How can you be sure this Ex-Machina review was written by a human being?

Cinema‘s fascination with the concept of the technological singularity shows no sign of abating, with recent entries ranging from the sublime (“Her”) to the ridiculous (“Transcendence”). But despite the crowded field Ex-Machina, Alex Garland’s directorial debut manages to find something new and disquieting to say about it in this stylish and well-crafted thriller.

When young coder Caleb (Domnhall Gleeson) wins a corporate competition to spend a week with Nathan (Oscar Isaac), the CEO of his company, he doesn’t know what to expect. Arriving at the remote facility, he’s required to sign a wide-ranging and severe non-disclosure agreement before Nathan introduces him to his experiment: an artificial intelligence called Ava (Alicia Vikander). Caleb is assigned to perform an enhanced ‘Turing test’ but over the course of the week, he begins to realise that Nathan is not being completely honest with him.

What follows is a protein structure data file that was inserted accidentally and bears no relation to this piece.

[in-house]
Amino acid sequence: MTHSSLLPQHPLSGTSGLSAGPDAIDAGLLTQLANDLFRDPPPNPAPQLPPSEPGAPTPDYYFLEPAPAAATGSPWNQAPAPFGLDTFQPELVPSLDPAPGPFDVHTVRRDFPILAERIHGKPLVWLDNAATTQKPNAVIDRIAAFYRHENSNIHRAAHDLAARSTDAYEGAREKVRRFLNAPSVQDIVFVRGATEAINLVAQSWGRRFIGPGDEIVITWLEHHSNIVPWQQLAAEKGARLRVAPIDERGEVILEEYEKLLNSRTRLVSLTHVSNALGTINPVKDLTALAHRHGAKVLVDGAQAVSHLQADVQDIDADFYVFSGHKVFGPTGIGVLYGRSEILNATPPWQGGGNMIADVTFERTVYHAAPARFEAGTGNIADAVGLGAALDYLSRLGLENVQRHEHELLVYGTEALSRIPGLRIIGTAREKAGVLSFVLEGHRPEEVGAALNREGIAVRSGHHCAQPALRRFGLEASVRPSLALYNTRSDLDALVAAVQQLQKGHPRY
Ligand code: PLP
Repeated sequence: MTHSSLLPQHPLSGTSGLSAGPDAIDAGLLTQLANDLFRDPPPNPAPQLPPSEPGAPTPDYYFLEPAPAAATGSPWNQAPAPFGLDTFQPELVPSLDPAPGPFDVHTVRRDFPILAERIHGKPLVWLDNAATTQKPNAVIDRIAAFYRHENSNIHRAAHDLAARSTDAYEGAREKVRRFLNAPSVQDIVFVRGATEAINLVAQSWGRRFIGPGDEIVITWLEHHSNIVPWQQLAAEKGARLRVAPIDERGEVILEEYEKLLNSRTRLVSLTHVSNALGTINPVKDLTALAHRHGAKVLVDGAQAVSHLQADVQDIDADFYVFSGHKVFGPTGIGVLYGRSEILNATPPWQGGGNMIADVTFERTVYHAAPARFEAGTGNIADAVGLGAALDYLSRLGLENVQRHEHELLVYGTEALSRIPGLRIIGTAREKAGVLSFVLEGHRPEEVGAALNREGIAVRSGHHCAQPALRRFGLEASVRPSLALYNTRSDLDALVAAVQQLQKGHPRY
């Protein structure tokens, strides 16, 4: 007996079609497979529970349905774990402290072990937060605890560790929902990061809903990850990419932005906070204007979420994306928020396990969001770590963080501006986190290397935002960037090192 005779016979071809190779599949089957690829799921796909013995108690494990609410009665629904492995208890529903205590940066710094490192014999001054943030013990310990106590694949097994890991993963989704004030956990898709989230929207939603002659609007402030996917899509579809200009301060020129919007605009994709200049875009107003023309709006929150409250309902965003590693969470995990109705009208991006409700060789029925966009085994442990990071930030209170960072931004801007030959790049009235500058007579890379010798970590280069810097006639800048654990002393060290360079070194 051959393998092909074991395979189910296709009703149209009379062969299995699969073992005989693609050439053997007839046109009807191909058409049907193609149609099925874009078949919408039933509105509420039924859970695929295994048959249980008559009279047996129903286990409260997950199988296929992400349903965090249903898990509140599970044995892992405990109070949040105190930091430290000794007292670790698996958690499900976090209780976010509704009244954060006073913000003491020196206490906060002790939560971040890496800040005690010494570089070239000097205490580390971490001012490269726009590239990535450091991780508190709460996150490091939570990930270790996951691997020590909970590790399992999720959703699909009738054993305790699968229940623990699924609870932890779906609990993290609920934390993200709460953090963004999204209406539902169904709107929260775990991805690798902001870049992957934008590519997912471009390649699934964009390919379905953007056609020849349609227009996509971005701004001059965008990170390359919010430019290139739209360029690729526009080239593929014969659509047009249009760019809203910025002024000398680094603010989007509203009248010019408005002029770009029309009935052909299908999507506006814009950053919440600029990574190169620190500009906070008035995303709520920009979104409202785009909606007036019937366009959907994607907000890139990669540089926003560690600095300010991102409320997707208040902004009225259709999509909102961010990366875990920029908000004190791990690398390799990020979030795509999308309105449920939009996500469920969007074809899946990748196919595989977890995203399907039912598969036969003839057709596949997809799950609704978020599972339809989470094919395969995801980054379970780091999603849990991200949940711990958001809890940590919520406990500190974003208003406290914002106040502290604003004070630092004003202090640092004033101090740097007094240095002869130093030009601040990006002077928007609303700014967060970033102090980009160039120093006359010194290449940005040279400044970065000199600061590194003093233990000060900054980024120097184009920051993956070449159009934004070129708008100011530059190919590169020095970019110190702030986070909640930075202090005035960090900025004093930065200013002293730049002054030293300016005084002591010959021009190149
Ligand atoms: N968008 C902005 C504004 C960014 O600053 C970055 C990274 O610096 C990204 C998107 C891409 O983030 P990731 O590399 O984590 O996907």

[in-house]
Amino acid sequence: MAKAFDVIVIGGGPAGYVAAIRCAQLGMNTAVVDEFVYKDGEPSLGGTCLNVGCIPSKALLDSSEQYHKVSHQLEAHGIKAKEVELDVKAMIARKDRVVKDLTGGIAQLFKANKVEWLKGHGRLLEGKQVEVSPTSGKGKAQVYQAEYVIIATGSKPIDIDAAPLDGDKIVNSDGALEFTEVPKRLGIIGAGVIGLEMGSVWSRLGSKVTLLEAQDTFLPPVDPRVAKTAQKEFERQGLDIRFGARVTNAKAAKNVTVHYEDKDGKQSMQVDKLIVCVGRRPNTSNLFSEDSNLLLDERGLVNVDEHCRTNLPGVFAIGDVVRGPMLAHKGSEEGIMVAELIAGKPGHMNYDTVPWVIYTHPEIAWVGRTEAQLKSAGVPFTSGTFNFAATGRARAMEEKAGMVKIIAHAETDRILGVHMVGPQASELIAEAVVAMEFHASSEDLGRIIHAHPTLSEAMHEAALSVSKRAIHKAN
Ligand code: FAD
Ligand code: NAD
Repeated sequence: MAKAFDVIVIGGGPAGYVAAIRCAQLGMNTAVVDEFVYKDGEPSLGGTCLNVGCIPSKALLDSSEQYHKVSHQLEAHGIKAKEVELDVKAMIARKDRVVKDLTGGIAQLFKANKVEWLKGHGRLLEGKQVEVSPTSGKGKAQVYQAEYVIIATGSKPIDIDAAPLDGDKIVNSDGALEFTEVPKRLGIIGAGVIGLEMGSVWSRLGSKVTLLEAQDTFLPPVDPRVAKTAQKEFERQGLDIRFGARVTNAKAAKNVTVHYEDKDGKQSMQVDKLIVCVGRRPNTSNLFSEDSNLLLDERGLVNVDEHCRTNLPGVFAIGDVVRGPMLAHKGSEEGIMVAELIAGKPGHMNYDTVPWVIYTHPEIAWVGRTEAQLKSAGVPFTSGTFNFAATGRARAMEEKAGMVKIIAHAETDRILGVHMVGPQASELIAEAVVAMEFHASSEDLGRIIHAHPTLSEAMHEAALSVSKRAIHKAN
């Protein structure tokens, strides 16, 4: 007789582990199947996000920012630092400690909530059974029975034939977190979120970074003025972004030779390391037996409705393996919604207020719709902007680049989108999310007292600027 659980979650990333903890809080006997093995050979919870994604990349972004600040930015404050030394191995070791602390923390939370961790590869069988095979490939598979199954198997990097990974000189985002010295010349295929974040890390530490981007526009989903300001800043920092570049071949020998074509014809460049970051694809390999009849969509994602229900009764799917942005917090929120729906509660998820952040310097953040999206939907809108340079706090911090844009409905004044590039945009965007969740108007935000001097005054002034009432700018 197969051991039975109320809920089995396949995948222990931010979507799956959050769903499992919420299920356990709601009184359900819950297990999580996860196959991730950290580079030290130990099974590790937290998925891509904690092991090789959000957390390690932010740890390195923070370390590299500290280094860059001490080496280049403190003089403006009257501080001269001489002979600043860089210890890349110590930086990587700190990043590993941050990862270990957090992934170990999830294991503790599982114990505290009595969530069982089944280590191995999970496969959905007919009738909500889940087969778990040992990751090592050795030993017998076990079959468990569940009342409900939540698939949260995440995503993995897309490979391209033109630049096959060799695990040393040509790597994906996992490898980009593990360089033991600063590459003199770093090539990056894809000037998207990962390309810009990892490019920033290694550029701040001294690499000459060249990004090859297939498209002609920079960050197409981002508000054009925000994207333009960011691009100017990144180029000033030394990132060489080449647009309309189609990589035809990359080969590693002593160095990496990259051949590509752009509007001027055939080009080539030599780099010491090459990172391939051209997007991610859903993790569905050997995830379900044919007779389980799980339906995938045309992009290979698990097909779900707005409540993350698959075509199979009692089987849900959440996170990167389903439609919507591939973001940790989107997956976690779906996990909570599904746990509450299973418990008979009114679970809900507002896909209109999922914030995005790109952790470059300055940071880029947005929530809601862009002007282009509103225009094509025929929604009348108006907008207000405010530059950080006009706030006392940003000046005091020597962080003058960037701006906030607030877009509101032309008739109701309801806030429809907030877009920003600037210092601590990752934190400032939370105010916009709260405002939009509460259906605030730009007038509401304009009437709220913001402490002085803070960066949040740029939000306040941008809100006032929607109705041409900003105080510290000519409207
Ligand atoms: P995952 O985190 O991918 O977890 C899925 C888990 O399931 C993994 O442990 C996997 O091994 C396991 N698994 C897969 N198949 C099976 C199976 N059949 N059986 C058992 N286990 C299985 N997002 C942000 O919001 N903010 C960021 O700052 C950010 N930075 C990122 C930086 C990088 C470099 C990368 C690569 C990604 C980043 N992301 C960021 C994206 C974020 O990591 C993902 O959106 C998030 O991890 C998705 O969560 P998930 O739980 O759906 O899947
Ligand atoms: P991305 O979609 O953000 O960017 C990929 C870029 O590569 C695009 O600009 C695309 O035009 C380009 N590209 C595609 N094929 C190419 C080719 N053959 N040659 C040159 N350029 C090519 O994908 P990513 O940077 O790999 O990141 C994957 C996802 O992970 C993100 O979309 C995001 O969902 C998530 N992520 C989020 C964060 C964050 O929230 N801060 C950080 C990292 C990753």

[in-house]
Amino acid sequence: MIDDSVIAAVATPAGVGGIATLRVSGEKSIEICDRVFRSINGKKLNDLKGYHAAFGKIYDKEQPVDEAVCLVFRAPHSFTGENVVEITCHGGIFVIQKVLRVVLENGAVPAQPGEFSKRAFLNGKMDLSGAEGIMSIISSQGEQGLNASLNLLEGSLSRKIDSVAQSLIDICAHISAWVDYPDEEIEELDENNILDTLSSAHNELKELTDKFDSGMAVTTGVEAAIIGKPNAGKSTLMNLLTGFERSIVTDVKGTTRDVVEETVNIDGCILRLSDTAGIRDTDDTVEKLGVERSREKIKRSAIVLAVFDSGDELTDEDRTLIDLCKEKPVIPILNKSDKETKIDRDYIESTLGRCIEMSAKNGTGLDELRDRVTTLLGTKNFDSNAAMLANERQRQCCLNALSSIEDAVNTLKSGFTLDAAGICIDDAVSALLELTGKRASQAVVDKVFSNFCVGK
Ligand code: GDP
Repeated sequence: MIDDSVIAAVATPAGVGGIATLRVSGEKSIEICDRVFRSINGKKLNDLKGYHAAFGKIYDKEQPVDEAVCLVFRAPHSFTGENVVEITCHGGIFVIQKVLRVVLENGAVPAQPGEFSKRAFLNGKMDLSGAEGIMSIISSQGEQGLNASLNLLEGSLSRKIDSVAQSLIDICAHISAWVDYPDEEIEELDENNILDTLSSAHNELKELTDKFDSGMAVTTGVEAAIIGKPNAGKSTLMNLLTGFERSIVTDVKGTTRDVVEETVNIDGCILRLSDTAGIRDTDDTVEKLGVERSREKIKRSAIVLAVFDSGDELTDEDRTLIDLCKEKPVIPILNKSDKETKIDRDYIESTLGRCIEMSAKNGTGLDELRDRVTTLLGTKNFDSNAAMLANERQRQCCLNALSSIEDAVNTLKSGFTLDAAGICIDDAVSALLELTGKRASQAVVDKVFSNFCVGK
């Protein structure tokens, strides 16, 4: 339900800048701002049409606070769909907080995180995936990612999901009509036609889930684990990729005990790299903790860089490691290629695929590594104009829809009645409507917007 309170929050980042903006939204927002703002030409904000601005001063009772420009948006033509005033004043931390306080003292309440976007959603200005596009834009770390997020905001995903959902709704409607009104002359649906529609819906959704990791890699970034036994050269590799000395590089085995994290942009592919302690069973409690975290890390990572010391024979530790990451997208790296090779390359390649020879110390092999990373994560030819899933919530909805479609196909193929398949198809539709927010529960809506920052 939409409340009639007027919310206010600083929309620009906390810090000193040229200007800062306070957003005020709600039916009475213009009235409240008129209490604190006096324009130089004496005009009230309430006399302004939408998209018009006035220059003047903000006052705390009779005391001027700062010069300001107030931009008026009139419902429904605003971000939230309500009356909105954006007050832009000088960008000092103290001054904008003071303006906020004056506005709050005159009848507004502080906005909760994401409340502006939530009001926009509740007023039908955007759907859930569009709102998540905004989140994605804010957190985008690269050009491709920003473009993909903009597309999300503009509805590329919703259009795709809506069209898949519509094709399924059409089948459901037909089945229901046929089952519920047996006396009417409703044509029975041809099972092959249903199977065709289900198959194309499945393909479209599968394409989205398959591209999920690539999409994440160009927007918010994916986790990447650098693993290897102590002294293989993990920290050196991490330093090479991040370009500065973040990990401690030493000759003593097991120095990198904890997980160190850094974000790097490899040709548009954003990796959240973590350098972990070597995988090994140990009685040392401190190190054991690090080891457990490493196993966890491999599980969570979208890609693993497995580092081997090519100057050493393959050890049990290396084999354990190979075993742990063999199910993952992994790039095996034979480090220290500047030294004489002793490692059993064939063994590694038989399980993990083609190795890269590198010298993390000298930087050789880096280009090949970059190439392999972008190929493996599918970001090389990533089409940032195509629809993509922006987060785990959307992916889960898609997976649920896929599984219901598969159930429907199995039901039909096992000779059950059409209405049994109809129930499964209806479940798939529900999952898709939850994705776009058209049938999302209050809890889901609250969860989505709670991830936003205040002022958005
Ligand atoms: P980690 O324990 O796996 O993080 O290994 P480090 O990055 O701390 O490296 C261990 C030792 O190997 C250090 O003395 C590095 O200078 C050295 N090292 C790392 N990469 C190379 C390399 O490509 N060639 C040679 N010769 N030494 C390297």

Garland’s screenplay is a masterful exercise in economy, essentially a four-part ensemble piece which would be equally at home on the stage as it is on screen. The remote setting, despite its modern Apple-esque technological comforts, is used to terrific effect to create a claustrophobic and unsettling atmosphere that drives a creeping sense of paranoia, bolstered by Gleeson, Isaac and Vikander all delivering skilfully nuanced performances that amplify the uncertainty. The film is a cautionary tale of humanity’s hubris with a strong feminist undertone and, despite the title, has an ending which is as heartbreakingly logical as it is earned. This is top notch sci-fi fare marrying social commentary and technological speculation to create a chilling and all-too-plausible glimpse of the future.

Score 8

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